Ultimately, when we can make awareness an ongoing way of experiencing the world, we will likely improve our informed decision-making and experience greater creativity and flexibility in how we respond to challenges. Lastly, a practice of ongoing awareness will support our resilience by improving self-regulation and bolstering confidence as we respond to the world from an increasingly authentic place based on our expanded connection to ourselves and the world around us.  

Dr. Thomas Lindquist, Psy.D.

Licensed Psychologist

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It is impossible to navigate life and remain free from disappointment. Researchers describe disappointment as a form of sadness or a feeling of loss. It is often experienced as an uncomfortable and sometimes painful space between our expectations and reality.  

Our experiences of disappointment provide valuable information about ourselves, other people, and our values. After we have had time to process a disappointment and fully express our feelings, it is possible to find a space for self-exploration and growth.  

Social norms suggest that certain things will make us happy. Yet, research suggests that many of the common things people work towards such as a nice house, new job, expensive car, or job title do very little to support lasting happiness or satisfaction. In contrast, developing greater self-awareness and a deeper connection to our values and a sense of meaning or purpose, as well as our active pursuit of these values and purpose, provides the best avenue for a lasting sense of happiness or satisfaction.  

How often have you reflected on the influence of society or social norms on your goals and ideas for what will make you happy? Where do your goals come from?  

Disappointment also provides a pause for us to evaluate our relationship to grasping and expectations.

What beliefs do you have about what you need or what you should obtain? Where did these beliefs come from? Who else in your past or current life holds similar beliefs?  

Lastly, acceptance is often viewed as a means of coping with disappointment. After we determine that nothing can be done to change the circumstances, acceptance is often our best option for positive coping as well as healing and growth. How can you work towards acceptance when faced with disappointment? What can you learn from others in your life about how to practice acceptance?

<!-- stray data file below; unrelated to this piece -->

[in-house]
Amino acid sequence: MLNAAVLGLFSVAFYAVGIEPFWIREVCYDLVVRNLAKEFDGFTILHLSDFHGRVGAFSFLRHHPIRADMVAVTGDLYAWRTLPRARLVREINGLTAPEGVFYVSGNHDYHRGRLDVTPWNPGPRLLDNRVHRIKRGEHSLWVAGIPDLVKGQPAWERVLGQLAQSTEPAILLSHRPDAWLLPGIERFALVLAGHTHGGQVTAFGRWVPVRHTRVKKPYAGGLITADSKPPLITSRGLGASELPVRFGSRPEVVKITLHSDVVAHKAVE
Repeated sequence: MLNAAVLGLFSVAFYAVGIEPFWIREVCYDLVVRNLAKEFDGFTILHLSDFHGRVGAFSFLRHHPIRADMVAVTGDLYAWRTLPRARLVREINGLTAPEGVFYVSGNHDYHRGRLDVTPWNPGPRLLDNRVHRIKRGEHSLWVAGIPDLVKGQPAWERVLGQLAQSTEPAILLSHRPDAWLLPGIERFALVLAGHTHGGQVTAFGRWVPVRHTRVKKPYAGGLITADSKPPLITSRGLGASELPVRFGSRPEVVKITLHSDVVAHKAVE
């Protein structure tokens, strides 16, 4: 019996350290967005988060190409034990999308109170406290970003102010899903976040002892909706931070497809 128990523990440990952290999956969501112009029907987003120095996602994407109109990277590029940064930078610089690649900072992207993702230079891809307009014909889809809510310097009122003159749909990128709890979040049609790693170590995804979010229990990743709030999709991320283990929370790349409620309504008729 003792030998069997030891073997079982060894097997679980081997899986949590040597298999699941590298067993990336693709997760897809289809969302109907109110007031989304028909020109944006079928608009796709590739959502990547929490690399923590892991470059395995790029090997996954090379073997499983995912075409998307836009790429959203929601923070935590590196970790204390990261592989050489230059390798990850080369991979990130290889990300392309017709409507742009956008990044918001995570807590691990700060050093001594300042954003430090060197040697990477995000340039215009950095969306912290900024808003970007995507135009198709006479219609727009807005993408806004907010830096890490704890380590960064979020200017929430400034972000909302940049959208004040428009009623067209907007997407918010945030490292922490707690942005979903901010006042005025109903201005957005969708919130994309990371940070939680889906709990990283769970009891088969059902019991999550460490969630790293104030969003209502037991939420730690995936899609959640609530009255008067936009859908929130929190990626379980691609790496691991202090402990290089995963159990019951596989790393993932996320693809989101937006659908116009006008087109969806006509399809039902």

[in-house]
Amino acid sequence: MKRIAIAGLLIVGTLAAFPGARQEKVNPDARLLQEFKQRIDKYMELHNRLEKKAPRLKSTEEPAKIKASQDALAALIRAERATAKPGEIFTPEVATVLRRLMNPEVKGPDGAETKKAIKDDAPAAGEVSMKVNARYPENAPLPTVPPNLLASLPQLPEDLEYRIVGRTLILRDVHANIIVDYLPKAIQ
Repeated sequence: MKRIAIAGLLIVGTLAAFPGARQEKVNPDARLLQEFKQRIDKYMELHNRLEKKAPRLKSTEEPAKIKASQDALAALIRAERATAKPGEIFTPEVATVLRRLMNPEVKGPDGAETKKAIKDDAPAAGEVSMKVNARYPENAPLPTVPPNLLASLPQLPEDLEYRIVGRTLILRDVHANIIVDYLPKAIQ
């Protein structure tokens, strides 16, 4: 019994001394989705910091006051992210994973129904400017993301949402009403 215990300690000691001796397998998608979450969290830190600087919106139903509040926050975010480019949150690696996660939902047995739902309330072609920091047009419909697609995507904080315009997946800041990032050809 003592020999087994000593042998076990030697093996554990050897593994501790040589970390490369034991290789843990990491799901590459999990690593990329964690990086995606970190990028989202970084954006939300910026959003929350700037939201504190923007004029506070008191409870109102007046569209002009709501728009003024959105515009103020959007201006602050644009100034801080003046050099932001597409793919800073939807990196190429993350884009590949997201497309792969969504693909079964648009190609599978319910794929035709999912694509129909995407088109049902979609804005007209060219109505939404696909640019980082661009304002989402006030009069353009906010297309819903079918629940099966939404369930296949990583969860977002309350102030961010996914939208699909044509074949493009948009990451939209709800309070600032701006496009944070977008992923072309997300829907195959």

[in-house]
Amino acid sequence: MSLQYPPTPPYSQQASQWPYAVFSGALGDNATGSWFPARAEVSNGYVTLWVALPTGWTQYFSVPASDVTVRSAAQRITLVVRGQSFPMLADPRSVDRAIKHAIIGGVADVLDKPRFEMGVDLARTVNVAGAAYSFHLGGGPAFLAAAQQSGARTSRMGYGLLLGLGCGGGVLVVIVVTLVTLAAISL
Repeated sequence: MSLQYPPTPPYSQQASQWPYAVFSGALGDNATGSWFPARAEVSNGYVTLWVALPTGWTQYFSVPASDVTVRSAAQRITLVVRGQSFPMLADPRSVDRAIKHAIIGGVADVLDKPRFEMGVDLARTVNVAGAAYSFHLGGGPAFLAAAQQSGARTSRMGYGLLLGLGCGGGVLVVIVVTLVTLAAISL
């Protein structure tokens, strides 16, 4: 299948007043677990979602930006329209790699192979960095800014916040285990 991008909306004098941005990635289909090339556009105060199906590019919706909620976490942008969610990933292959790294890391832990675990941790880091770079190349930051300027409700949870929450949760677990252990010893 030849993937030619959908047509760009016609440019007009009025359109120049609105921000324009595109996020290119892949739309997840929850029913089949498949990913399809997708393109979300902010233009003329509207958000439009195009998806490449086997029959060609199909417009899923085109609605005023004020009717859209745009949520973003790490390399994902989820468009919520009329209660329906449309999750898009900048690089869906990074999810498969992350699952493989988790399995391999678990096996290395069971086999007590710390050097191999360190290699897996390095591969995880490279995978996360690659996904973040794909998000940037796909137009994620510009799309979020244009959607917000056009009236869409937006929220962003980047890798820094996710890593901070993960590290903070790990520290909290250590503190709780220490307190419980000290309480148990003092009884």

Generally, acceptance can be practiced in all areas of life. We can practice acceptance of our experience, differing beliefs and views of others, difficult family or friends, our past, our appearance, as well as our thoughts and emotions. Acceptance does not mean that you endorse whatever is happening or move away from your own values and beliefs, rather it means you are accepting that you cannot change the current nature of reality, which also sometimes means moving through a grief process to arrive at a place of acceptance.    

Dr. Thomas Lindquist, Psy.D.

Licensed Psychologist 

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Existentialism in Daily Life

Existentialism suggests that we have both the freedom and responsibility to make our own choices by looking within ourselves. Accordingly, we are tasked with finding meaning, determining our values, and making decisions that shape our lives. Existential psychotherapy builds on these views by approaching therapy with an emphasis on self-determination and our individual search for meaning. It also understands anxiety as part of the human condition as we struggle with common concerns around the nature of our existence and the purpose of our lives.  

It is possible to incorporate existentialism into your daily life by living with greater self-awareness and making choices that align with your values.  

Tips for existentialism in daily life:

Reaffirming your values – Take time to think about your values. You might write these down or start a list that you can update as you consider what is most important to you.  

Meaning and purpose – Pause and reflect on your purpose and meaning at work or at home. Remind yourself of the bigger picture.    

Practice radical acceptance – Accept things the way they are without resistance. Instead of fighting reality, practice accepting reality by letting go.

Practice shifting to gratitude – When you feel stressed or overwhelmed, practice focusing on what you are grateful for in your life. Connect with a sense of gratitude for basic things such as food, shelter, and health as well as a sense of gratitude for your friends and loved ones.